Schlock & Awe:
The Forgotten Films of the ’90s Rental Realm
A new series of books by Matty Budrewicz & Dave Wain
The video store was born in our lifetime and, in most cases, it died too.
It’s a remarkably tiny lifespan for this mecca of inspiration; where passions were born, obsessions crafted, and scintillating, pulpy thrillers like Indecent Behavior (1993) could sit with total legitimacy alongside Indecent Proposal (1993).
The ’90s was boom time for the home entertainment business. Blockbuster Video were experiencing expeditious growth and would hit nine-thousand stores shortly after the millennium, while the indies — or the Mom & Pops if you will — were surfacing like a glorious rash across suburbia.
For Hollywood and the film industry in general, it was an outlet for a different type of movie. Low to mid-budget features could be produced with the specific intention of bypassing the cinema and heading direct to video store shelves. Horror. Science Fiction. Action. Erotica. Hell, even Westerns, Dramas, and Family Comedies. Creatively, it was a free-for-all.
Financially, it was a win-win situation too. The bulk of these direct-to-video (DTV) titles were pre-sold at various film markets so entire productions were often in profit before shooting. And if you were Andrew Stevens, Roger Corman, or Nu Image, some were even in profit before a script had been written.
All of the above sounds like a recipe for home entertainment heaven, doesn’t it? And for a spell it was. But in the years that followed — especially in the wake of DVD, Blu-ray and the subsequent decline of physical media — it has become increasingly apparent that the gluttonous deluge of blood, boobs, bullets, and blasts that landed during the ’90s has meant that a vast swathe of these films have been left behind, forgotten.
Forgotten is a flexible verb though, and it’s important we define it.
We have certainly forgotten about some of these films.
You may well have let some slip from your memory as well.
The film industry, meanwhile, has almost certainly excised the existence of the noteworthy nuggets you’ll find here from its hippocampus. Time moves on. Trends change and so do the demands of the money-men.
So to qualify for a place within the giddy, genre-soaked volumes of this impassioned ode to the orphaned, we’ve stipulated a number of conditions:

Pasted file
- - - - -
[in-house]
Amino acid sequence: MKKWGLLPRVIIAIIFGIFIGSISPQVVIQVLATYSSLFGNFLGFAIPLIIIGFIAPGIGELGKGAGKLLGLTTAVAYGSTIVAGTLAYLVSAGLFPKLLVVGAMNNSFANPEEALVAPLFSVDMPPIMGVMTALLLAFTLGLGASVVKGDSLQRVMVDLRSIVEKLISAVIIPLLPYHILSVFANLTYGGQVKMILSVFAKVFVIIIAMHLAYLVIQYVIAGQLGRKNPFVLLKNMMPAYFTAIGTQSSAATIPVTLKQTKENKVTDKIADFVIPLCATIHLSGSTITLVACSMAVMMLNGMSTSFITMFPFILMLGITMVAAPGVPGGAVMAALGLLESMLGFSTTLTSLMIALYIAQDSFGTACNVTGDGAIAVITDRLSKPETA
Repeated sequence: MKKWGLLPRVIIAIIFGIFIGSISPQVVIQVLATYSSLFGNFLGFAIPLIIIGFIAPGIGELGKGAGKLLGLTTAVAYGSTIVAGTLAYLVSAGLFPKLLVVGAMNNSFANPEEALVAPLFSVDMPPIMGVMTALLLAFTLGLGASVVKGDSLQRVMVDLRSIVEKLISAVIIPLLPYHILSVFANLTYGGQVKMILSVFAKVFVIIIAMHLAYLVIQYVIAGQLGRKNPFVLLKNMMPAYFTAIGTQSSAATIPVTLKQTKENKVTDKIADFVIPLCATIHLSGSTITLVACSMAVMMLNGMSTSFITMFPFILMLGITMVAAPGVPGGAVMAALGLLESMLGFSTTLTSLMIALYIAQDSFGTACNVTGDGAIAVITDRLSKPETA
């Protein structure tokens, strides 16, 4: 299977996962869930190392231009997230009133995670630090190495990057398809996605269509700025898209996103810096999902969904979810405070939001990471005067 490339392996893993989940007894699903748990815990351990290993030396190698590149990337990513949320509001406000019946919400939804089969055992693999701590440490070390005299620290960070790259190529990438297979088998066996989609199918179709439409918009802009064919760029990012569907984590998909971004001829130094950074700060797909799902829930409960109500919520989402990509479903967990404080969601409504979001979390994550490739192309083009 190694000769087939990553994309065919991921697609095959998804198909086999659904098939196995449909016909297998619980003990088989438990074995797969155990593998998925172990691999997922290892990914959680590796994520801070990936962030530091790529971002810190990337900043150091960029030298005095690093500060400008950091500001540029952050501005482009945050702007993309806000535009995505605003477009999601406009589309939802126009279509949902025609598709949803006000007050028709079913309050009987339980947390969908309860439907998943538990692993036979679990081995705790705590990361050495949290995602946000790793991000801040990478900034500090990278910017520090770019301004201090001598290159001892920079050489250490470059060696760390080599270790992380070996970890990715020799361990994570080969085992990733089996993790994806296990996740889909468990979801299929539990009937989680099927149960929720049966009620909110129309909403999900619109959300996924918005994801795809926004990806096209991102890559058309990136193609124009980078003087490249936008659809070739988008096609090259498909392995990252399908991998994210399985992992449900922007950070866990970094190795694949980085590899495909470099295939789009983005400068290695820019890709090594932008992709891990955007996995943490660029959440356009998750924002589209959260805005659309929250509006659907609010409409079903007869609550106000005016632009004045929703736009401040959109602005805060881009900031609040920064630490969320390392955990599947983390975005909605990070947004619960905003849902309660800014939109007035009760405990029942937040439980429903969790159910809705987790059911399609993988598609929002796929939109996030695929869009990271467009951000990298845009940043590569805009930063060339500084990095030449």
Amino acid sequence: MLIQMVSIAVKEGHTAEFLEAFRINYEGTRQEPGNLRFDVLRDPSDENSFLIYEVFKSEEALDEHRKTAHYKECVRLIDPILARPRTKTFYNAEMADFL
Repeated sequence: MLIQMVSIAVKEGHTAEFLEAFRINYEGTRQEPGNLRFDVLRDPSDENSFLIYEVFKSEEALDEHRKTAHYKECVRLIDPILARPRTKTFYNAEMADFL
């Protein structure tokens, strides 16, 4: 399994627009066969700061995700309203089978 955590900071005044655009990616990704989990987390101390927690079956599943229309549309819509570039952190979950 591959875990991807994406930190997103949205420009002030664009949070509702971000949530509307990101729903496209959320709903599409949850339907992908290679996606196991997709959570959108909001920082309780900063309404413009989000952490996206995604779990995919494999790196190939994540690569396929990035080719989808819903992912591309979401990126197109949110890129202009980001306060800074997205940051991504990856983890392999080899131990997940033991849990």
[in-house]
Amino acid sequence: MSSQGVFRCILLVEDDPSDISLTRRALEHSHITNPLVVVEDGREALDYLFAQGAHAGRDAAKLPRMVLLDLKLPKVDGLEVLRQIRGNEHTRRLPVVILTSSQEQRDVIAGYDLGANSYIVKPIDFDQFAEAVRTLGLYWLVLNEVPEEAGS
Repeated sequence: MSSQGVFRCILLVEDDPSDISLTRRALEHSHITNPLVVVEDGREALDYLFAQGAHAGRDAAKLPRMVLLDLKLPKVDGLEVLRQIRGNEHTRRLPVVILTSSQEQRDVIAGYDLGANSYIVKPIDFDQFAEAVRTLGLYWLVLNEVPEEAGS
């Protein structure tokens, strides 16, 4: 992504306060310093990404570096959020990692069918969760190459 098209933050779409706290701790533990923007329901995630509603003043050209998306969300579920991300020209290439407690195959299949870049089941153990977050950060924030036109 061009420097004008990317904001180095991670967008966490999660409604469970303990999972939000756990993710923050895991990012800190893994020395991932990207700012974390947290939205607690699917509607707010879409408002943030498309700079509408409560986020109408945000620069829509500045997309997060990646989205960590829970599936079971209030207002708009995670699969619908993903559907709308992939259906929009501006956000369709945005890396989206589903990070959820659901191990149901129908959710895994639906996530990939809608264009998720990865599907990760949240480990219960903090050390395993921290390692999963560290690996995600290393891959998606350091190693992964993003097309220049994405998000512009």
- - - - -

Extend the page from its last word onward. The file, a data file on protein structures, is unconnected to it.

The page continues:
First, these films have clearly never graced Blu-ray. That said, there might be an exception or two. For example, there will be the occasional European release, while in the period between final draft and publication, there could well have been an ambitious exec at Arrow Video or Vinegar Syndrome keen to see Night Eyes I – IV in HD. Other than that, 1080p is a resolution that this smorgasbord of movies can only dream about.
Second, where a film has been released on DVD, it’s primarily had to be a first generation release circa ’99 – ’02 (and usually in the wrong aspect ratio with a transfer that offers little difference to the quality of VHS). In the majority of these cases, the DVD will now also be out of print, either having been issued by a distributor that has long since passed or due to the expiration of a licensing agreement.
For the most part, though, the pages of these publications will be bursting with an amazing spread of films — some brilliant, some bad, all interesting — that have only ever seen VHS; pictures that are becoming more and more obsolete with each passing year, tragically trapped on a format that failed to escape the last century. Well, if you discount occasional and always welcome appearances on streaming platforms such as Amazon Prime and Tubi…
In conclusion, we feel that we’ve assembled the ultimate collection of the wildest and rarest goodies and not-so-goodies from a unique decade in filmmaking, packed with essays and think-pieces, and swathes of interviews with the most important stars and filmmakers of this amazing era.